Sat, 10/10/2009 - 14:19 | 95358 Fritz
Fritz's picture

What a surprise.

Merrill finally goes positive on the market just in time to bait grandma and grandpa to go all-in so the Merrill brokers can generate a few commissions before the end of the year.

Has Merrill not done enough damage to their client base already?

Sat, 10/10/2009 - 14:20 | 95359 msorense
msorense's picture

Just a little insight from the real economy:  My small business (engineered components to high tech companies) has exploded over the past few weeks.  I mean orders have shot up about 2-3X easily.  I have had to scramble to secure materials and bring inventory in.  I buy precision bearings from China and you should know that their prices have remained exactly the same since 2003 even though our currency has lost about 40% since then and the Fed has almost tripled the money supply since 2008.  Although I am a uber-bear,  I can see that a "recovery" for our Ponzi economy is very possible under such a scenario where the government/Fed can print to no end without stoking a massive rise in prices (I'm using Schiffs definition here - the expansion of the monetary supply is inflation - rising prices are normally a symptom). 

I hate the Chinese and the Asians for the way they patronize the dollar, but that's reality.  Therefore, it is entirely possible for the economy to come back again and go on for years.  Only when they break away will you see an EXPLOSION in prices.  But if they are not willing to now I don't know if they every will.

See this good article on Chris Martensons blog:

http://www.chrismartenson.com/blog/sound-one-hand-clapping-what-deflationists-may-be-missing/29151

Sat, 10/10/2009 - 17:08 | 95451 Anonymous
Anonymous's picture

Good for you. Unfortunately, even
if there is a recovery, stock prices
at 27 times 2010 GAAP estimates more than
reflect nirvana.

Sat, 10/10/2009 - 23:44 | 95647 aswipe
aswipe's picture

I too have my own business as a grain broker and business is terrible. The dairy, hog and beef industries have been on the brink of bankruptcy for a year and may fall if the dollar rallies. We have massive builds on inventories of most all agricultural products this year and believe me we are in a deflationary cycle that may last another year. It will be early next year when the bankuptcies hit. Business sectors that cannot manage inventories quickly are in deep shit.

Sun, 10/11/2009 - 12:45 | 95869 JR
JR's picture

I hear you and see some of the same. But I don’t agree that “it is entirely possible for the economy to come back again and go on for years” without the consent of the economy.  It always seems to reach out and grab you by the nape of the neck if you stray too far into economic La La Land—even if you’re economy enemy number one, Ben Bernanke.

Just a thought to pursue: Could it be that in areas of high-technology concentration that venture capital is returning to American shores, breaking out of the bankers’ global financial loop by seeking less risk and more hands on safety, looking for honesty and partnerships with entrepreneurs and investors and researchers and developers who can be trusted?  Perhaps, just perhaps, it is the glimmer of a return to America’s former contract society--the basis of a free, market-based economy--and repudiation of top-down, world sanctioned socialism induced by the Fed cartel’s New Finance securitization revolution whereby risk is “detached from banks and spread across the globe to the point no one could identify where real risk lay.”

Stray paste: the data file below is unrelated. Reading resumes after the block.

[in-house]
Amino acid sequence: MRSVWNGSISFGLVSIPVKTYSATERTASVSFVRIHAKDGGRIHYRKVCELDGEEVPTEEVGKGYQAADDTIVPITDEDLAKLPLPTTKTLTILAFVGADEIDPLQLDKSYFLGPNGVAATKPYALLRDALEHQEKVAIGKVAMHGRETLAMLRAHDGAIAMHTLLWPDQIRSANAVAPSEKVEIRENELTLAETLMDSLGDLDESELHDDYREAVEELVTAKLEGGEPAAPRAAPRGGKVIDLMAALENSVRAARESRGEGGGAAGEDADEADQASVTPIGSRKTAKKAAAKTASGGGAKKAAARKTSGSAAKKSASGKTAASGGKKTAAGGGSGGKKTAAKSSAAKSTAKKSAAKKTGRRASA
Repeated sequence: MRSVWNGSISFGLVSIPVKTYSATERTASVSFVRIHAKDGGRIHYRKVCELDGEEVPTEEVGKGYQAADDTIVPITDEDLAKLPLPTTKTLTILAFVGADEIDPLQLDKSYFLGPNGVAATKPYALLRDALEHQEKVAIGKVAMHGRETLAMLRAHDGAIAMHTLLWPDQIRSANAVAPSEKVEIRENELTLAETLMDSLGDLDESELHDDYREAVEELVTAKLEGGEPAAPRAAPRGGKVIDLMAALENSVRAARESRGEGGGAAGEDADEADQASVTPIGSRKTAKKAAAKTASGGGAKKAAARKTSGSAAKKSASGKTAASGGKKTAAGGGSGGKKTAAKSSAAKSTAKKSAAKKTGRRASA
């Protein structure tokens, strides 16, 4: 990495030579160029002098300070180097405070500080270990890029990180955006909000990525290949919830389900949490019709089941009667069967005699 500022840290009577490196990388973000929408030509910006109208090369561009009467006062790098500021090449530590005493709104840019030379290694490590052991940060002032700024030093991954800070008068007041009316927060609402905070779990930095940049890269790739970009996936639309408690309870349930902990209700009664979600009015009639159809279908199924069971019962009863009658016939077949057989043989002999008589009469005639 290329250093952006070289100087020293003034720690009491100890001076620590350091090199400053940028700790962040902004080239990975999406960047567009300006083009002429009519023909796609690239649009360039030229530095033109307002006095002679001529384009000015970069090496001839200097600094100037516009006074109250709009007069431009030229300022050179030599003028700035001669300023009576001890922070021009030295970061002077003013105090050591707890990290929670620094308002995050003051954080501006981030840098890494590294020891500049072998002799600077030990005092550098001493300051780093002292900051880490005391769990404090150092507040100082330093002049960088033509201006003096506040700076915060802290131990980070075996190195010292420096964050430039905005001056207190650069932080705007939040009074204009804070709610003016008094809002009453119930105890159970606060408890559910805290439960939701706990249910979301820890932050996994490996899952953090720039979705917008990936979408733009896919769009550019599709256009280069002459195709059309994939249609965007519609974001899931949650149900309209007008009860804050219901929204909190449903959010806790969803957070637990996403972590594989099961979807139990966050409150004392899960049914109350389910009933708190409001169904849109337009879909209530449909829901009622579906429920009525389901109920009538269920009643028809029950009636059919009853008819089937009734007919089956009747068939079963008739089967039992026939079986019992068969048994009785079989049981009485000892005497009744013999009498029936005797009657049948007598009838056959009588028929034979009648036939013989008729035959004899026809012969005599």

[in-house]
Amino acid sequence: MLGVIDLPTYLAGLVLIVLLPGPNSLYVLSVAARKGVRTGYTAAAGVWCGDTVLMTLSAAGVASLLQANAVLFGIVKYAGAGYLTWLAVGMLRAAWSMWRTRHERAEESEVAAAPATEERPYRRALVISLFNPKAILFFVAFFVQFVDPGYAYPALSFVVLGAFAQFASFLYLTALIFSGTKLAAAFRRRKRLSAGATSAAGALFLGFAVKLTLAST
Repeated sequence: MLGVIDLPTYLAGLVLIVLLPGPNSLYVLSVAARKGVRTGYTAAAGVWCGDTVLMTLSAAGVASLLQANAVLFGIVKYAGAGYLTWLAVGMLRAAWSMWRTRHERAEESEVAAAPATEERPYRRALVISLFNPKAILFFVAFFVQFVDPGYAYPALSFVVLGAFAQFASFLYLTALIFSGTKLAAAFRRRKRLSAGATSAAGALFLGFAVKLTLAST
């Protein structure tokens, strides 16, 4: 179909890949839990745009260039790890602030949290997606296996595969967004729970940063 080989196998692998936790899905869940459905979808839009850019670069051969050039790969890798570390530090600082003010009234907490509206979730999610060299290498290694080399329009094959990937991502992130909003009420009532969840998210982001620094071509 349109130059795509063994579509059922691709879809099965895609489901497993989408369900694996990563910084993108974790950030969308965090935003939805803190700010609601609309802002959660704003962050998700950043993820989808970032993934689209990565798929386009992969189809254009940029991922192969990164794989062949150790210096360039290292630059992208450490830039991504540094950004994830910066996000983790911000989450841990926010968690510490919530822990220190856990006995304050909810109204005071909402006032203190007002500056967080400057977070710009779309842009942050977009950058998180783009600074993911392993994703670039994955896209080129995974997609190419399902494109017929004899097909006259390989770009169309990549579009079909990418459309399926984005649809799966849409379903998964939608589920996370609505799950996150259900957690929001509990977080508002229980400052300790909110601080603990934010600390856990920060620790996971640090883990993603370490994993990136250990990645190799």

However, and here is where the economy intervenes against its enemy, i.e., the heightened risk brought to bear by the investment banks. The consumer will have his say and he is saying, my reserves are low and I am concerned about the future.

And so, the downsizing continues. Sam Newhouse’s media dynasty is shedding Gourmet (the nation’s oldest food magazine), Modern Bride, Elegant Bride and Cookie.  Earlier it shed Portfolio and Domino. Gourmet’s ad pages were down 50 percent in the second quarter.

Chris Rodriguez at Seeking Alpha in an article,  Retail Firms at Risk for Bankruptcy, published the following list Sept. 29 from Audit Integrity, a Los Angeles research services company. The results are from an independent corporate bankruptcy study which identified 20 major U.S. corporations that are at risk for filing bankruptcy in the next 12 months. Says Rodriquez: “A different assessment done by commercial real estate investment firm Madison Marquette identified a separate list of U.S. retail chains at risk for bankruptcy in the not too distant future. The retailers at biggest risk on that list include Chico’s, Cost Plus World Market, Dillards, and Talbots.”

Here is Audit Integrity’s list as published by Reuters:

* Advanced Micro Devices, Inc.
* Amkor Technology, Inc.
* AMR Corporation
* Apartment Investment and Management Co.
* CBS Corporation
* Continental Airlines, Inc.
* Federal-Mogul Corporation
* Hertz Global Holdings, Inc.
* Interpublic Group of Companies, Inc.
* Las Vegas Sands Corp.
* Liberty Media Corporation (Capital)
* Macy's, Inc.
* Mylan Inc.
* Oshkosh Corporation
* Redwood Trust, Inc.
* Rite Aid Corporation
* Sirius XM Radio Inc.
* Sprint Nextel Corporation
* Textron Inc.
* The Goodyear Tire & Rubber Company.

http://seekingalpha.com/article/163836-retail-firms-at-risk-for-bankruptcy

Sun, 10/11/2009 - 13:30 | 95901 deadhead
deadhead's picture

thanks for the post JR.  i'll be watching the Oct 14 Commerce dept figures but moreso, it will be very interesting to watch retail around, say, December 26 and thereafter.

Sat, 10/10/2009 - 14:24 | 95360 Prophet of Wise
Prophet of Wise's picture

Anon #95314: Not sure if anyone has mentioned this in the comments, but the WSJ had a chart yesterday tracking the dollar this year. Not surprisingly, if one puts the DOW over the same chart, it shows stock market going in the opposite direction of the dollar.